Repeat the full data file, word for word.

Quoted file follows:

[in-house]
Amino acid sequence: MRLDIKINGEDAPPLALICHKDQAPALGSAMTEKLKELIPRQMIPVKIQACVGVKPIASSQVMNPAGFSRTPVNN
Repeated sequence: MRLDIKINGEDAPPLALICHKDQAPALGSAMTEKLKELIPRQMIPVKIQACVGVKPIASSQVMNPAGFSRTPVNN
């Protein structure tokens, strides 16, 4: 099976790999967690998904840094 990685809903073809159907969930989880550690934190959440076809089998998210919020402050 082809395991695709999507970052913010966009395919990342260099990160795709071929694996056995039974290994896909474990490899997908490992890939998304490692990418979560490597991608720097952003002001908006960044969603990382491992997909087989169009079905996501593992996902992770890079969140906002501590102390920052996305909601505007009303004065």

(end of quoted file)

[in-house]
Amino acid sequence: MRLDIKINGEDAPPLALICHKDQAPALGSAMTEKLKELIPRQMIPVKIQACVGVKPIASSQVMNPAGFSRTPVNN
Repeated sequence: MRLDIKINGEDAPPLALICHKDQAPALGSAMTEKLKELIPRQMIPVKIQACVGVKPIASSQVMNPAGFSRTPVNN
């Protein structure tokens, strides 16, 4: 099976790999967690998904840094 990685809903073809159907969930989880550690934190959440076809089998998210919020402050 082809395991695709999507970052913010966009395919990342260099990160795709071929694996056995039974290994896909474990490899997908490992890939998304490692990418979560490597991608720097952003002001908006960044969603990382491992997909087989169009079905996501593992996902992770890079969140906002501590102390920052996305909601505007009303004065």